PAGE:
Notes on Susan Maltass - Sheila Thomas, 2013
Augustus Retnuh Reebkomp came to my attention when I was conducting research for my husband, James H. Thomas, for an article he was writing (subsequently published) on the Naval Academy in Portsmouth Dockyard in the time of Nelson. The list of alumni included Reebkomp and I was asked to investigate as the name did not sound English. I discovered that Reebkomp was simply an anagram of Pembroke, Retnuh was Hunter backwards, and the boy was the illegitimate son of Henry Herbert 10th Earl of Pembroke and 7th Earl of Montgomery (1734-1794) and Elizabeth Catherine (Kitty) Clarke, née Hunter (c.1740-1795) daughter of a Lord of the Admiralty. Following further research I published an article about Reebkomp and a little later another article about his clerical son.
My MRes dissertation looked at Henry Herbert 10th Earl of Pembroke as performer, patron and connoisseur and is being used by the guides at Wilton House. My PhD thesis carries on the theme of Lord Pembroke and his love of music, concentrating on eighteenth-century aristocratic men and domestic music-making. The book is a series of pen portraits of the Pembroke family (in its wider sense) between 1750 and 1850.
Information is sketchiest about Susan Maltass. I do not have her precise date of birth nor the actual day of her marriage. She is referred to throughout as Susan Montgomery – Reebkomp’s name was changed to Montgomery ten years before the marriage.
Here is a timeline:
I have some details of Susan Maltass’s sister Jane Baldwin (née Maltass) (1763-1839), including, of course, the Reynolds’ portrait.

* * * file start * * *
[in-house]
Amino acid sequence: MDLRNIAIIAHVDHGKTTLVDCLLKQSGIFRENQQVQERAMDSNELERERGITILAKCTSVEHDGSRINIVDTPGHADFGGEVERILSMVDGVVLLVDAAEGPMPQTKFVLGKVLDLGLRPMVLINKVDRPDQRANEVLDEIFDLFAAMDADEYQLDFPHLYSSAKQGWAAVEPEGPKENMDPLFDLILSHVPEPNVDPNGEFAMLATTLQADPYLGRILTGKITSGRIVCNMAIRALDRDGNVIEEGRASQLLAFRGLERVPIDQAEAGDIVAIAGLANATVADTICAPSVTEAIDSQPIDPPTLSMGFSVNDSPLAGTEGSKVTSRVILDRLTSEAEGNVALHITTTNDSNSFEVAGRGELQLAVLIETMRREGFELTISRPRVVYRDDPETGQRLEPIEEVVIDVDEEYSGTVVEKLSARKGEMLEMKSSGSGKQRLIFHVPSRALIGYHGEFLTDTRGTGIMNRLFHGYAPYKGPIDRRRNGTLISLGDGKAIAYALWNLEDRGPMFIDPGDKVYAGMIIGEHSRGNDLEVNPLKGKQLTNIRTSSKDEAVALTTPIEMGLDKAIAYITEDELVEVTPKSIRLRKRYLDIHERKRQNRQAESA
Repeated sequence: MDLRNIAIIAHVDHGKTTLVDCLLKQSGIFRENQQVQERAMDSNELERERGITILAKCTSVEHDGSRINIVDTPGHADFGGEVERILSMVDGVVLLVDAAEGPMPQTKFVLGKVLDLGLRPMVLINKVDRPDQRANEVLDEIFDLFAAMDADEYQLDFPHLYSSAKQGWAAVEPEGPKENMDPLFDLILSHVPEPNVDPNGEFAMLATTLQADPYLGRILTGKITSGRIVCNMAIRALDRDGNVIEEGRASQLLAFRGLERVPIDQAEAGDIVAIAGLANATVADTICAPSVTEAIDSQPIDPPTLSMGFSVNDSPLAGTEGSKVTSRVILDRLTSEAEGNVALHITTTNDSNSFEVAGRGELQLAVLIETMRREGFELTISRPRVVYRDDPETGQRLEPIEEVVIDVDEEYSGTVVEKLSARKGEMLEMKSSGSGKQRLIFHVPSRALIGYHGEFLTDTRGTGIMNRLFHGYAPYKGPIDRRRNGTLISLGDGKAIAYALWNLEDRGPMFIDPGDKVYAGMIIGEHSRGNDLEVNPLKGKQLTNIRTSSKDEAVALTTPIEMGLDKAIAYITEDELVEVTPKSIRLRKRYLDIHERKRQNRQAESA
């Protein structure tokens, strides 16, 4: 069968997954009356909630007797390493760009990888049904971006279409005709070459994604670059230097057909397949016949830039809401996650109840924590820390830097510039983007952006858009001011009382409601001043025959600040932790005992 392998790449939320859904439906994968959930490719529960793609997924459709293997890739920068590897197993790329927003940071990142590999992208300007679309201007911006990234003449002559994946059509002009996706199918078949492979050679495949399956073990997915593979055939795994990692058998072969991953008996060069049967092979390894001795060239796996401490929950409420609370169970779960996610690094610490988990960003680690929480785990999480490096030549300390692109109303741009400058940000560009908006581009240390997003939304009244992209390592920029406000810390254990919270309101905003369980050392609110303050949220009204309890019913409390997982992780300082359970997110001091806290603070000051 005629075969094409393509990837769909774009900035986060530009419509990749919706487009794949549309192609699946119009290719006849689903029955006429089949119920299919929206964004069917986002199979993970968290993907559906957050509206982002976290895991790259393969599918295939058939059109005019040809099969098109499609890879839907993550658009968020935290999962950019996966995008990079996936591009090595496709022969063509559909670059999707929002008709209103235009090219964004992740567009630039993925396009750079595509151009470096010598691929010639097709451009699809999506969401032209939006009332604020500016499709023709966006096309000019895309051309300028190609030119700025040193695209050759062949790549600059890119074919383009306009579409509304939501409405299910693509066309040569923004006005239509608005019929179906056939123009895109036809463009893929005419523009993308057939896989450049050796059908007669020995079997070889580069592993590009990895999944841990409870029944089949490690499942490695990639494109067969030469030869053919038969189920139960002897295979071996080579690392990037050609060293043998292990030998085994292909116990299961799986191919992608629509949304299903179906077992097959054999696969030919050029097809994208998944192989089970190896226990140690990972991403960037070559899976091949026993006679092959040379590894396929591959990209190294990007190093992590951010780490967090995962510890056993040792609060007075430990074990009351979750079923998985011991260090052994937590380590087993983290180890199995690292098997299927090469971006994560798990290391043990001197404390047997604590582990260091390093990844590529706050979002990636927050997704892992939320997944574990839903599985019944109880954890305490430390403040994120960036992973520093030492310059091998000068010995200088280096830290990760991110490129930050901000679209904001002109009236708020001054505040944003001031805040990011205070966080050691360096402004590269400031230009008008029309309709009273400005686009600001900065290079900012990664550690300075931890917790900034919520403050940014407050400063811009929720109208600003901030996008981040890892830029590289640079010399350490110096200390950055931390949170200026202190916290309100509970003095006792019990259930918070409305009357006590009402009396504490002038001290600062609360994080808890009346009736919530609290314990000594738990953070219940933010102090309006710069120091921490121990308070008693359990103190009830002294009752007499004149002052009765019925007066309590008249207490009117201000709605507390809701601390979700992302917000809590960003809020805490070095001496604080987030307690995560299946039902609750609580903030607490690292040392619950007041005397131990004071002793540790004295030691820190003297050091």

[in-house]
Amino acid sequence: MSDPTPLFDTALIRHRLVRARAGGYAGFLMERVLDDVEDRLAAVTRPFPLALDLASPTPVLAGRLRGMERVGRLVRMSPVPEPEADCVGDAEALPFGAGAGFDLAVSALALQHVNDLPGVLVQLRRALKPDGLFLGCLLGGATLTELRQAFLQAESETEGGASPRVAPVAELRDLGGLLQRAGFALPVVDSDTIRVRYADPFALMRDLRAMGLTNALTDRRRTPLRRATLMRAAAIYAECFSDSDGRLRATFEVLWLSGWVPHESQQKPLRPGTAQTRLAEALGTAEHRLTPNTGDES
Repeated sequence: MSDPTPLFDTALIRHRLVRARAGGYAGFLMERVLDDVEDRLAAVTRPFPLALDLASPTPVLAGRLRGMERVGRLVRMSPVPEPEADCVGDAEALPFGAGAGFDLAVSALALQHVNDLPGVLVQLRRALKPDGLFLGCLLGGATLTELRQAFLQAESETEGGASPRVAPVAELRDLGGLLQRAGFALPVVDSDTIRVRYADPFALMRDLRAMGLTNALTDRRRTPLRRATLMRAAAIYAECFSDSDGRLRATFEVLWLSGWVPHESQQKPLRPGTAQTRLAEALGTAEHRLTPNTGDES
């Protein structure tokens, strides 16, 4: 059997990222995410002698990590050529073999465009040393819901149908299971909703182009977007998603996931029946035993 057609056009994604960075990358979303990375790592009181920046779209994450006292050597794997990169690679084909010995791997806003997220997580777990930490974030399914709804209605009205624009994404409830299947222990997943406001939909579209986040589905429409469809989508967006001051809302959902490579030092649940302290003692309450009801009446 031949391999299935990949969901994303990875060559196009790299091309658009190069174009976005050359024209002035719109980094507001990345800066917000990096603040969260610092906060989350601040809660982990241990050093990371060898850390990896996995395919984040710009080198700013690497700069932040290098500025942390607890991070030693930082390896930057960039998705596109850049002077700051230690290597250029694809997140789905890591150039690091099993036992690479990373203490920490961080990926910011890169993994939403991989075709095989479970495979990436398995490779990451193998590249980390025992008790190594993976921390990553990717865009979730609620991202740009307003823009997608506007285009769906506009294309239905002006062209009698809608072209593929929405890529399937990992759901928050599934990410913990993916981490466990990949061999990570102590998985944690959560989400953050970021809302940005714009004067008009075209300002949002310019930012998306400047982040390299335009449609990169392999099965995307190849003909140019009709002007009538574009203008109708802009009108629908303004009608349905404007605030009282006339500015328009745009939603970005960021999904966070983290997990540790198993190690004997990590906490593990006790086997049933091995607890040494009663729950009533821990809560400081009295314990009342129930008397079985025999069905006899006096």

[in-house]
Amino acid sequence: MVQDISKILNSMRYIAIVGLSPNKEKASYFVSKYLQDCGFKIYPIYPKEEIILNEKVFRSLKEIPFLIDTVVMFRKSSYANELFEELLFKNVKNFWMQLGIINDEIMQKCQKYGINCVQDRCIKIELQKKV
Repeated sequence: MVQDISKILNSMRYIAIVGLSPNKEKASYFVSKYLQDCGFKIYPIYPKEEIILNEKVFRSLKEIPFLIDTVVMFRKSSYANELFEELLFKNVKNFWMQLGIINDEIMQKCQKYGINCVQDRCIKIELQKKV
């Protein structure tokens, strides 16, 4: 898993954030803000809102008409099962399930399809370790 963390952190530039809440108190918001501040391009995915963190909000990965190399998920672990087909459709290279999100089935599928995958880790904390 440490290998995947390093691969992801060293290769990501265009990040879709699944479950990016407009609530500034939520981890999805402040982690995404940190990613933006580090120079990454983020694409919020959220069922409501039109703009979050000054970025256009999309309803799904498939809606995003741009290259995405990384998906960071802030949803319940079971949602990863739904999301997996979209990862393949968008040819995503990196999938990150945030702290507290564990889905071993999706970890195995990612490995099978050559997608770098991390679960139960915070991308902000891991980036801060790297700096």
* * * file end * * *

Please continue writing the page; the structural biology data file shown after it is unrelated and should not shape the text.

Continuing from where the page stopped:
In the Pembroke archives are details of payments made by George Herbert, 11th Earl of Pembroke (1759-1827) to Susan Montgomery. There are also indications that she visited Wilton after her husband’s death. It is evident that both children by Montgomery were well provided for by the Pembroke family and that Elizabeth married well. George also married well and was very comfortably off. I have no record of correspondence between Susan and her children. George, of course, predeceased her and had no children so it is not surprising that Susan’s will did not mention him. It is, perhaps, more surprising that she did not mention her daughter or grandchildren.
It would be very helpful to know when Susan moved to Paris, particularly if there were other members of her family or the Smyrna community there. The mystery surrounds Augustin Henry Saladin Montgomery. Had he been the legitimate son of Augustus Montgomery there was provision for him in Lord Pembroke’s will. The 11th Earl of Pembroke was extremely fond of Augustus, his half-brother, and it would have been expected that he would have taken a particular interest in the baby as he virtually brought up George and Elizabeth with his own children at Wilton. Perhaps he was adopted by Susan Montgomery in her later life?